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3 ways your office 401(k) gives you more money than you realize

Saving for retirement doesn't have to be a daunting task. In fact, one of experts' most-recommended retirement accounts can make saving virtually effortless.

The 401(k) plan is the most common type of employer-sponsored defined contribution plan — i.e. non-pension plan — in the US, according to the Investment Company Institute. About 55 million Americans contribute to a 401(k) plan at work, which allows employees to make automatic deferrals from their paycheck, either as a percentage or dollar amount, directly into an investment account.

From there, employees can choose to invest, most commonly, in a selection of mutual funds, bond funds, index funds, equity funds and target date funds.

Here are a few of the ways your 401(k) gives you more money than you may realize.

1. Tax Deduction

In most 401(k) plans, salary deferrals are not subject to income tax and are treated as a deduction from taxable income. (Roth 401(k)s, which are funded with post-tax salary deferrals, are the exception.)

Say, for example, an employee who earns $60,000 a year elects to defer 10% of their salary to their 401(k). Ten percent of each paycheck will be taken out before income taxes and deposited into their 401(k) account, effectively reducing their taxable income by that amount (up to $19,000 a year).

Since contributions are made pretax, more money goes into the investment account than if the employee were contributing 10% of their after-tax paycheck. Once you reach age 59 and a half, any withdrawals are taxed as regular income, but the real benefit here is the preceding decades of compound growth.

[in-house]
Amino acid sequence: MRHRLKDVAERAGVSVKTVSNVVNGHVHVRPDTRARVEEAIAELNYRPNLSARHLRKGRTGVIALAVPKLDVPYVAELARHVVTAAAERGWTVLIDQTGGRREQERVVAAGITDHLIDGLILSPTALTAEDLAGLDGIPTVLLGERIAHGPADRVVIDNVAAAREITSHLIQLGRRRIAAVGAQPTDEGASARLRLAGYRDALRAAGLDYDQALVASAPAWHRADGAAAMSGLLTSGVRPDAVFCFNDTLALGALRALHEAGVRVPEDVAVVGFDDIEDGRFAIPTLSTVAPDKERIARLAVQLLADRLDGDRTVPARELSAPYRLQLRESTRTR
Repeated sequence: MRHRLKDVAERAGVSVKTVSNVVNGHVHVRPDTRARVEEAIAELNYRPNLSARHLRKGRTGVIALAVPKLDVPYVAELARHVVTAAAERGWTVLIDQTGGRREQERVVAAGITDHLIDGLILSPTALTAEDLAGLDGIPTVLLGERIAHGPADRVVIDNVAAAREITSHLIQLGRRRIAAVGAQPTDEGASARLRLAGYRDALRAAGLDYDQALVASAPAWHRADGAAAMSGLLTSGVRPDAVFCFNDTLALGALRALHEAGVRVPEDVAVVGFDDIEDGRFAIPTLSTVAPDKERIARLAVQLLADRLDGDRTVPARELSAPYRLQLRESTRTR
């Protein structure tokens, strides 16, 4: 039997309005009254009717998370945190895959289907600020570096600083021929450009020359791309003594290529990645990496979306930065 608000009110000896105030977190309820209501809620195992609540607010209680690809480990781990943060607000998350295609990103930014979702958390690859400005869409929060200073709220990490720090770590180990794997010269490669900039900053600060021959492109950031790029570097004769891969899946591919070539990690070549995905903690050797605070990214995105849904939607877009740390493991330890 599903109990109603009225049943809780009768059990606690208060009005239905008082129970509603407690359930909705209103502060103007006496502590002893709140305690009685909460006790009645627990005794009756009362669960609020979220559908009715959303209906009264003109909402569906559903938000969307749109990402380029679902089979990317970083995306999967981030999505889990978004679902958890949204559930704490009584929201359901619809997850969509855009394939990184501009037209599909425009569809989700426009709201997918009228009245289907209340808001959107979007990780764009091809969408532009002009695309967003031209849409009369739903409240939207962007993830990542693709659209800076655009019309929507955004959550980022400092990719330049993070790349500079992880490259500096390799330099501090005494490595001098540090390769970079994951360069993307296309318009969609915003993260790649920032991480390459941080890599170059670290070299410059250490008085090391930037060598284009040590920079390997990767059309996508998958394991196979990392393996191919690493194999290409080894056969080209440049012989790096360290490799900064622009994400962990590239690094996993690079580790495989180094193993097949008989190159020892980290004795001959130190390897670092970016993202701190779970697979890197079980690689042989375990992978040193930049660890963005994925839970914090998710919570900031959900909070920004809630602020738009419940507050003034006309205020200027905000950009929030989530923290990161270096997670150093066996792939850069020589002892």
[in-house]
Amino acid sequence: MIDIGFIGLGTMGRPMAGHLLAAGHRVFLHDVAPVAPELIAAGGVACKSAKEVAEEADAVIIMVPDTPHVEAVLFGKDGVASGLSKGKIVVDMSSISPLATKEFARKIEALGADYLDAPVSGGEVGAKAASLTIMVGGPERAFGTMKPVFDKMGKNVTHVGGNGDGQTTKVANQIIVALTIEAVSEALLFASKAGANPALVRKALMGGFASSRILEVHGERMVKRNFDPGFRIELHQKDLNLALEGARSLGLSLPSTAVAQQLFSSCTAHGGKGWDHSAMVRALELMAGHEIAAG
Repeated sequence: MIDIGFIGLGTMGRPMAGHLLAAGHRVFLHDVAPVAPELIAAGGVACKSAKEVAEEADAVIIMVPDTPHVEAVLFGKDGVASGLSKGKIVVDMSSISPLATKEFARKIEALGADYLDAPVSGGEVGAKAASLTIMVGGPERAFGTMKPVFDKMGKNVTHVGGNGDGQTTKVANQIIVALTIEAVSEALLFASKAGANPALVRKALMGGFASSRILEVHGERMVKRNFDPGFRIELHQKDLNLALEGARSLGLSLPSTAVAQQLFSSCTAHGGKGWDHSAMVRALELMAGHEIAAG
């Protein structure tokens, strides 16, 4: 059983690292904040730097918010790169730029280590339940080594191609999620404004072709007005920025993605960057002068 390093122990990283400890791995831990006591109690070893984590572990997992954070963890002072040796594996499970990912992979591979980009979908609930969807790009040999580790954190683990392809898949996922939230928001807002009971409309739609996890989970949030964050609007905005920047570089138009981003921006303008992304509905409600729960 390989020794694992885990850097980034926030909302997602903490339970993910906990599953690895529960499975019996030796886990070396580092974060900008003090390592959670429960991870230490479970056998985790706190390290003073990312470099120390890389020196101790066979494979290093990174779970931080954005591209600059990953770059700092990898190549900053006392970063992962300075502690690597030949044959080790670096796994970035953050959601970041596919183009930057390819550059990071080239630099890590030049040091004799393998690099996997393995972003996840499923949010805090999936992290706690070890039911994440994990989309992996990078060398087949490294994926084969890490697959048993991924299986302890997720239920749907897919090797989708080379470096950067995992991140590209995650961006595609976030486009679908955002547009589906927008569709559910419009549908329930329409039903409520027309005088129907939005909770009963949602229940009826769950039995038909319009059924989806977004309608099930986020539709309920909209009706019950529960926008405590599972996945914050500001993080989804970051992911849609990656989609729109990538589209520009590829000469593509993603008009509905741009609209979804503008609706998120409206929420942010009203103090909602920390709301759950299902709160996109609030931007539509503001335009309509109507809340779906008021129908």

2. Employer Matching

Not all types of 401(k)s require an employer to make yearly contributions to employees' plans, but many do so through matching.

An employer match is free money. To qualify to get the free money, an employee needs to contribute some of their own salary into their 401(k). For example, an employer may promise to match 100% of their employees' contribution, up to 3% of their salary. If an employee who earns $60,000 contributes 10% of their salary ($6,000), the employer will contribute $1,800 (3% of $60,000) for the year. 

Minimally, many financial experts recommend contributing enough money to your 401(k) plan to qualify for your employer match before turning your attention to other tax-advantaged retirement accounts. Talk to the human resources team at your company to find out exactly how your employer's match is calculated.

3. Over Age 50 Catch-Up Contribution

Employees over age 50 can contribute more money to their 401(k) plan than younger employees. In 2019, the IRS allows employees over 50 to contribute up to $25,000 to a 401(k) — $19,000, plus a $6,000 catch-up deferral.

The SIMPLE 401(k), a similar retirement plan for companies with fewer than 100 employees, allows maximum employee deferrals of $13,000, with an extra $3,000 annual catch-up contribution for folks over 50. By contrast, the over-50 catch-up contribution to an individual retirement account, or IRA, in 2019 is $1,000.


This article was written by Tanza Loudenback from Business Insider and was legally licensed through the NewsCred publisher network. Please direct all licensing questions to legal@newscred.com.